Beyond Representation

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colour field painting, memory, impression of past experience, minimalism, brush work, colour, essence, perceptions, depth of space, painting surface, ideas of place, landscape, representational images, layers of colour, depth, space, translating place, colour field painting, memory, brush work, atmosphere, space, painting surface, oil on canvas, perspective, place,
start quoteI'd stop and notice things like the colours on a gasoline slick on the top of a water puddle. And so all these things would be in my head...end quote-- Holly Fay

In Holly Fay’s colour field paintings, memory, or the retained impression of a past experience, is key to appreciating her work. Using minimal references, her painterly brush work and multiple layers of colour suggest an essence of a particular event, place or time.

Fay encourages her audience to think of other ways they may know and perceive the world besides the obvious use of  representationalTo stand for; symbolize. To depict or portray subjects a viewer may recognize as having a likeness; the opposite of abstraction. A representation is such a depiction. (  images. She does not use traditional perspective, but layers her colour to create a sense of depth of space or atmosphere on the painting surface.

The painting, Cycles was part of an exhibition at the MacKenzie Art Gallery titled Translating Place. In this work, she uses an ochre-tinted yellow on one  canvasCommonly used as a support for oil or acrylic painting, canvas is a heavy woven fabric made of flax or cotton. Its surface is typically prepared for painting by priming with a ground. Linen — made of flax — is the standard canvas, very strong, sold by the roll and by smaller pieces. A less expensive alternative to linen is heavy cotton duck, though it is less acceptable (some find it unacceptable), cotton being less durable, because it's more prone to absorb dampness, and it's less receptive to grounds and size. For use in painting, a piece of canvas is stretched tightly by stapling or tacking it to a stretcher frame. A painting done on canvas and then cemented to a wall or panel is called marouflage. Canvas board is an inexpensive, commercially prepared cotton canvas which has been primed and glued to cardboard, suitable for students and amateurs who enjoy its portability. Also, a stretched canvas ready for painting, or a painting made on such fabric. Canvas is abbreviated c., and "oil on canvas" is abbreviated o/c.  (  and a somewhat muddied green on another. The two separate canvases are hung horizontally, one above the other, to create one complete work, suggesting a sense of the flat prairie landscape. While Fay’s paintings are minimal in nature, she reminds her viewers of their experiences of the heat of a summer day and the dry and windy wheat fields of a fall day.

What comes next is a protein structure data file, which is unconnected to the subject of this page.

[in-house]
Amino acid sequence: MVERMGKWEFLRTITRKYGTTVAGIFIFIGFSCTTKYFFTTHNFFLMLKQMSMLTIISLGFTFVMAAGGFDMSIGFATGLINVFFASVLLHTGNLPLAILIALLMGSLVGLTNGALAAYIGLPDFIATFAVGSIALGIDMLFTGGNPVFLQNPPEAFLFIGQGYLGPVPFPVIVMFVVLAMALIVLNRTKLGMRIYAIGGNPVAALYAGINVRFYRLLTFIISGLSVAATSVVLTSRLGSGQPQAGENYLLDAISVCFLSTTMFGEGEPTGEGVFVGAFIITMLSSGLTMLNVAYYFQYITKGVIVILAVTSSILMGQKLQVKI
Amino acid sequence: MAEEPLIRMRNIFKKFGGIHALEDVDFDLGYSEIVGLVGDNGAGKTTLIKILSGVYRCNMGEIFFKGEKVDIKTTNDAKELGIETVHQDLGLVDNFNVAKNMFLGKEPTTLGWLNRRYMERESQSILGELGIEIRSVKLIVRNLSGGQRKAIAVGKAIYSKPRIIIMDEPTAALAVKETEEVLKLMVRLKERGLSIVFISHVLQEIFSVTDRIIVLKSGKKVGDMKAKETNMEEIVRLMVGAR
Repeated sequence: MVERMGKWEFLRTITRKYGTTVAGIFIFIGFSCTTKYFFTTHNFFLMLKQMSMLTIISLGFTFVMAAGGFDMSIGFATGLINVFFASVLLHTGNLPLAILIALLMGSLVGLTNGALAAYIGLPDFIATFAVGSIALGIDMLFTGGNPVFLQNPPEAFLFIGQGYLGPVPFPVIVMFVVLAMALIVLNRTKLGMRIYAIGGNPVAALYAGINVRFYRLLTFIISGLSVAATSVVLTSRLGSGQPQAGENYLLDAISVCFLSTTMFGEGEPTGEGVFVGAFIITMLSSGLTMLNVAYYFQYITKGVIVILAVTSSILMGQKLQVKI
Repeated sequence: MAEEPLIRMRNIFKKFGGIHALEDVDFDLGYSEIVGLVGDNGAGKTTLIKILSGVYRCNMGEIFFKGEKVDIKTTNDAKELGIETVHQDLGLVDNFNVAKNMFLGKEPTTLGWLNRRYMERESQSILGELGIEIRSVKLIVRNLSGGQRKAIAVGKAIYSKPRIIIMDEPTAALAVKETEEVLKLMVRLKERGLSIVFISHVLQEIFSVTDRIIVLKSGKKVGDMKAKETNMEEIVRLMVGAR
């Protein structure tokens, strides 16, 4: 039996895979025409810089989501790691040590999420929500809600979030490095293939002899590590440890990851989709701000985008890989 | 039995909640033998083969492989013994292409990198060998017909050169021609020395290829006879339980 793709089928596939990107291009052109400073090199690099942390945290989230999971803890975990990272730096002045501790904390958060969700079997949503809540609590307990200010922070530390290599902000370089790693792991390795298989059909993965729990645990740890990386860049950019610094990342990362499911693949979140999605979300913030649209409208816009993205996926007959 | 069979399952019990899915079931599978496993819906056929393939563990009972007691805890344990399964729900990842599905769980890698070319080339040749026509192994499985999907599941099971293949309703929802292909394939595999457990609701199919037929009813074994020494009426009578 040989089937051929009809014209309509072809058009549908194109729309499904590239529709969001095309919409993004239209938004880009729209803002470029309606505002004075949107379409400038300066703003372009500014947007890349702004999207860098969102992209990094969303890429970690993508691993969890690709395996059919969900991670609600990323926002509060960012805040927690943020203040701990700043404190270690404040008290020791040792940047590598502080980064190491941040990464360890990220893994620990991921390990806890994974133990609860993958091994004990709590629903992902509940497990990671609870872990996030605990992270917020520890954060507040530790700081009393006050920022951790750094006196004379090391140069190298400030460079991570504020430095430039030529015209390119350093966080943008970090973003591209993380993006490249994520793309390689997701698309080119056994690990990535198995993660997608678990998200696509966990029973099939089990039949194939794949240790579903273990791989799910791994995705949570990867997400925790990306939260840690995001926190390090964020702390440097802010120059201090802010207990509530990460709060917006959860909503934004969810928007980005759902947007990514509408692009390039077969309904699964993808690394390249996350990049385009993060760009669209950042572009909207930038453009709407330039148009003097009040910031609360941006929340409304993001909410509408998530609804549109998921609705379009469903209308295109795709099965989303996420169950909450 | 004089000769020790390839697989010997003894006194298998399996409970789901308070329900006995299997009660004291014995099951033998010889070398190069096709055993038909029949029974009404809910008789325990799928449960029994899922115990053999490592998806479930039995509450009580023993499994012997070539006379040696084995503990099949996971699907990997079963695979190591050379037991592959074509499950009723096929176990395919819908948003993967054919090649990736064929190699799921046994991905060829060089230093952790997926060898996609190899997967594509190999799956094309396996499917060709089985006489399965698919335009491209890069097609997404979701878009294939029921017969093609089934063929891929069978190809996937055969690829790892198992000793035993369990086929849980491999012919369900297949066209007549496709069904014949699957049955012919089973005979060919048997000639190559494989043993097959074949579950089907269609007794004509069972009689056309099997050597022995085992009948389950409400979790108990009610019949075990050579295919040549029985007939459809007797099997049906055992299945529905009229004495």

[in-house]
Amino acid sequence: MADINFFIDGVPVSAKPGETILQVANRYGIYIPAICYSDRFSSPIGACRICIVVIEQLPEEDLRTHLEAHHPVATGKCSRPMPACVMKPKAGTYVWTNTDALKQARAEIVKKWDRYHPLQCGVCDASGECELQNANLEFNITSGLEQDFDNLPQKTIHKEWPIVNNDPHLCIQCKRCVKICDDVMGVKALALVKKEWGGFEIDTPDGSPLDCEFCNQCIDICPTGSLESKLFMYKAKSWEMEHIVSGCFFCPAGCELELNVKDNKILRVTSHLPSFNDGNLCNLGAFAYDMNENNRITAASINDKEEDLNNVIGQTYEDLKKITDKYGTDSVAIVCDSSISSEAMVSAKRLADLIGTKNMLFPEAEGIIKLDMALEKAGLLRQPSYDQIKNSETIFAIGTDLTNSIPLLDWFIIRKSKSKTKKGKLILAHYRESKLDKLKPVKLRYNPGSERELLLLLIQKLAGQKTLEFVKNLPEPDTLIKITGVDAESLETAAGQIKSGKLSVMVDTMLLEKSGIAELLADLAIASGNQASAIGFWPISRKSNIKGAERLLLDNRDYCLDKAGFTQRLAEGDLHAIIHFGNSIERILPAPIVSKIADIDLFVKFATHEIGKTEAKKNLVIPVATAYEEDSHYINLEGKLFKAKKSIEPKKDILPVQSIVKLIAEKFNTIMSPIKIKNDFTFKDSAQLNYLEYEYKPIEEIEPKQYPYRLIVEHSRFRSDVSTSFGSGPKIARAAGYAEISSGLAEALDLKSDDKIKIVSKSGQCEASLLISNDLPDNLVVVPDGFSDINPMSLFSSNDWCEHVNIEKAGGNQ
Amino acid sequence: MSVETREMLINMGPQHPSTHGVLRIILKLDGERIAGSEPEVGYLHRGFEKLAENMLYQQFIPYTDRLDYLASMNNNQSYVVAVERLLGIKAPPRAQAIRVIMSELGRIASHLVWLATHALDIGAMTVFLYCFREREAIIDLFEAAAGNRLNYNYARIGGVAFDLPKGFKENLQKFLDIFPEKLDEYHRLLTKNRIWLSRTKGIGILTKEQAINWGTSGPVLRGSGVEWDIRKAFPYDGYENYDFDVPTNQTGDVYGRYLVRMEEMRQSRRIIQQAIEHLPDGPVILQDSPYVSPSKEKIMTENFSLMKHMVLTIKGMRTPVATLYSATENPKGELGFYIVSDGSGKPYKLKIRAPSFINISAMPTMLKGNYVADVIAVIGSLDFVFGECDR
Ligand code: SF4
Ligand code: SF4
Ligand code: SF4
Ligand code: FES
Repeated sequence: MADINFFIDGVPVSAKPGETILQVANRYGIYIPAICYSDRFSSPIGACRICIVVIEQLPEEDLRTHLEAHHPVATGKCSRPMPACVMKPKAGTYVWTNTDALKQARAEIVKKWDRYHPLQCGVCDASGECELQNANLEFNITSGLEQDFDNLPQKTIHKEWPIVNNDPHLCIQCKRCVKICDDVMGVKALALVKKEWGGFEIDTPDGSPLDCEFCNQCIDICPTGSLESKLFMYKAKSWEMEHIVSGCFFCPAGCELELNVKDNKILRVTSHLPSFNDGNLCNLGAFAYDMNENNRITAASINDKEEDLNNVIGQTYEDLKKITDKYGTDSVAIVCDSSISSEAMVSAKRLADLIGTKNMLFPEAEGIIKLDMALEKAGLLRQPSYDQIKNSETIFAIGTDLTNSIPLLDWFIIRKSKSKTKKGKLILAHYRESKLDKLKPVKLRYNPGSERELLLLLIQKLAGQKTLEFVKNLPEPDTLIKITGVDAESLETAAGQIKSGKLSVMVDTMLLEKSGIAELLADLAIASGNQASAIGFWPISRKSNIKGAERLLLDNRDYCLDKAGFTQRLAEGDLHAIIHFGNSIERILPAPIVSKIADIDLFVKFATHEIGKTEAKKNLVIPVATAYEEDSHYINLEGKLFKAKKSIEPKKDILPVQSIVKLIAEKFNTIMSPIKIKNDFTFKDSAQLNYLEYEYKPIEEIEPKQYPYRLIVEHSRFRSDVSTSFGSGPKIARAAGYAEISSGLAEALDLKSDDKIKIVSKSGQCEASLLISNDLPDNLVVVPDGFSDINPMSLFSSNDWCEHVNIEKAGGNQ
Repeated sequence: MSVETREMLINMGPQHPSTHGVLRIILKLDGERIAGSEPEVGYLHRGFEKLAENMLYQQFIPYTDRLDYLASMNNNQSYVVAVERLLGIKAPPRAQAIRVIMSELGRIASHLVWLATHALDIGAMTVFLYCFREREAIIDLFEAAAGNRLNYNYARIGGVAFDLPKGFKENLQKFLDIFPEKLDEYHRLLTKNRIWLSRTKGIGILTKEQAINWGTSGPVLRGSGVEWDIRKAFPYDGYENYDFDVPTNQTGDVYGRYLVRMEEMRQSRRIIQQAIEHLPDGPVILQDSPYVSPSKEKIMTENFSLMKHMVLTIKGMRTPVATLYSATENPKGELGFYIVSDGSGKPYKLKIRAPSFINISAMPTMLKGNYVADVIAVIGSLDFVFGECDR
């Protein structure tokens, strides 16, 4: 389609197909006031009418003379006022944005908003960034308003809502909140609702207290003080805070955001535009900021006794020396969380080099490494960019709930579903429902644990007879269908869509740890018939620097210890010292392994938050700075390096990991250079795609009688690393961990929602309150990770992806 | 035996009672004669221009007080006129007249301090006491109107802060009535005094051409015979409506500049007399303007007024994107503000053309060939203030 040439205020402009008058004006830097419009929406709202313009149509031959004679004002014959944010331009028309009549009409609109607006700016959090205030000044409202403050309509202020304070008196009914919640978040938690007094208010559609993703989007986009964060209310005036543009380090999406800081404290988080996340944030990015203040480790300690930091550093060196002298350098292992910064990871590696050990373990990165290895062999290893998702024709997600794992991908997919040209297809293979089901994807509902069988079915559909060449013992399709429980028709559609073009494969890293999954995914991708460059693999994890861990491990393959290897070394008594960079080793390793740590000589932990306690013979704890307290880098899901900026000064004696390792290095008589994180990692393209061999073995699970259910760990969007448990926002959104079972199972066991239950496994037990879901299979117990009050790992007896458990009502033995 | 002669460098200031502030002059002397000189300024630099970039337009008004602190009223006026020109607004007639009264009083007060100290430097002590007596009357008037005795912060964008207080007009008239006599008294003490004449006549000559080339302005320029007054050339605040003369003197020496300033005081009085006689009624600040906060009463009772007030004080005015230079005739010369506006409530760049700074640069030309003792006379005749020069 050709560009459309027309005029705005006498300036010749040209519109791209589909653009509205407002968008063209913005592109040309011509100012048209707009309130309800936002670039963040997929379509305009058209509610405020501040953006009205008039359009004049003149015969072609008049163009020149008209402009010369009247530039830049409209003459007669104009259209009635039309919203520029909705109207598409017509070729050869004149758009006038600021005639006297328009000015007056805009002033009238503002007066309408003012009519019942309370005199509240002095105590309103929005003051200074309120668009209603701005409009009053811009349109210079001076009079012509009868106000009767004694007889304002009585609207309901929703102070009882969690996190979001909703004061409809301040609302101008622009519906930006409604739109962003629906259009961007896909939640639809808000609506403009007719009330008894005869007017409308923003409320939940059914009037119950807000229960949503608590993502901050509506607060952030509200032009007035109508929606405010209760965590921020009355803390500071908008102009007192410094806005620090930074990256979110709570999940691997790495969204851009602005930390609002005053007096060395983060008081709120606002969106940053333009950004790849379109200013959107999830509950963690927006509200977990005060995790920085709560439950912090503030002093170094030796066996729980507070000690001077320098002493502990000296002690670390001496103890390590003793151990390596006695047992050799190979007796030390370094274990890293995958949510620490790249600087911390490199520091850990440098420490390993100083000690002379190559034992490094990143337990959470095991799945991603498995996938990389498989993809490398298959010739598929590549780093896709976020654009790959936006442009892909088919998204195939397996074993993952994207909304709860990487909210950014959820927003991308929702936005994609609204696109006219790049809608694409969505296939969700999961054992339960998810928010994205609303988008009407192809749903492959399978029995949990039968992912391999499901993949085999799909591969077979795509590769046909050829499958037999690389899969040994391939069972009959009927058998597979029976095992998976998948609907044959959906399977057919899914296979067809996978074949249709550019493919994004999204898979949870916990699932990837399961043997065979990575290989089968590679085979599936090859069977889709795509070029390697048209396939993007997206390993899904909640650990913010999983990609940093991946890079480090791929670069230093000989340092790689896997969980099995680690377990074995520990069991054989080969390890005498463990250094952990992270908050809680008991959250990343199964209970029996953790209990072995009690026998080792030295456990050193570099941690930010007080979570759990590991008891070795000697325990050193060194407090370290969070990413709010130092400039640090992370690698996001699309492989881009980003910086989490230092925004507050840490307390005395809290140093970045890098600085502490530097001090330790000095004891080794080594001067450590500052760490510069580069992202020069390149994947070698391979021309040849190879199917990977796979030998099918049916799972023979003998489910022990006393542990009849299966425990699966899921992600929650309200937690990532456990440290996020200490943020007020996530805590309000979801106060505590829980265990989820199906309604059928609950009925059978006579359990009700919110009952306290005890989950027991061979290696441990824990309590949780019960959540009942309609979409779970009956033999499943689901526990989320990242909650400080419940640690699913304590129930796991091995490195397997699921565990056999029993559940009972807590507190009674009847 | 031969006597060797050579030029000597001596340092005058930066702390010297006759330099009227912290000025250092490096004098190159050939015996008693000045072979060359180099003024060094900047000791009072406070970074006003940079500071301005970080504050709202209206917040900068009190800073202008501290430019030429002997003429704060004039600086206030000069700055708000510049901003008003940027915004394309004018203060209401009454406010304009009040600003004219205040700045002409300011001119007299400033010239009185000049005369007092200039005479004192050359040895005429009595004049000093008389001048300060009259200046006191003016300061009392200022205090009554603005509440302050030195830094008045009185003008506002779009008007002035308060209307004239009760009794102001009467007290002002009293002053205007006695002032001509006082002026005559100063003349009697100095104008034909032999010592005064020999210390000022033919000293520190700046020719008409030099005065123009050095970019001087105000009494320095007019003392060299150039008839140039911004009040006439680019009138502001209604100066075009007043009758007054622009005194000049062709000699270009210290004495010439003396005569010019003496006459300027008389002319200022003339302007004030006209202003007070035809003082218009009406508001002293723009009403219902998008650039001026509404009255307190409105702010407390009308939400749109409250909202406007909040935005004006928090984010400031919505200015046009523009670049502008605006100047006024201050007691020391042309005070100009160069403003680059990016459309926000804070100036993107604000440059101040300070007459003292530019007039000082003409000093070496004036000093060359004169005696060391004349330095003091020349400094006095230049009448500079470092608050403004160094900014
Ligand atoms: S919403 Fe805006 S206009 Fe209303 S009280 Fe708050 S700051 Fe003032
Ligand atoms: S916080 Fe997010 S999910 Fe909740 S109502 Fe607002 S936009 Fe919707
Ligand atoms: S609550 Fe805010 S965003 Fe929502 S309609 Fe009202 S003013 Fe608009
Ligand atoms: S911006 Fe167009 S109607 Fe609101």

additional resources Artist Influences
Duration: 1:46 min
Size: 6331kb
Childhood Art Making
Duration: 1:00 min
Size: 4273kb
Suggestion of Landscape in Cycles
Duration: 2:34 min
Size: 10338kb
The Use of Colour in Cycles
Duration: 1:19 min
Size: 5163kb
Why is the Brush Stroke so Evident?
Duration: 0:59 min
Size: 4184kb
Why She Called it Cycles
Duration: 1:43 min
Size: 6789kb
Things to Think About


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Research the English artist Joseph Turner – use the following links. Then look at the images of Turner’s paintings (links to specific paintings provided below on the “J.M.W. Turner, Painter of Light” site) and decide what aspects of his work may have influenced Fay’s painting.

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To find out more about Fay’s process and her response to Saskatchewan landscape, see 291 Film Company’s Landscape as Muse film series: season one, episode six: Nistowiak Falls with Holly Fay.

Go to the 291 Film Company Inc at: to find out more about this episode, and how to purchase this DVD.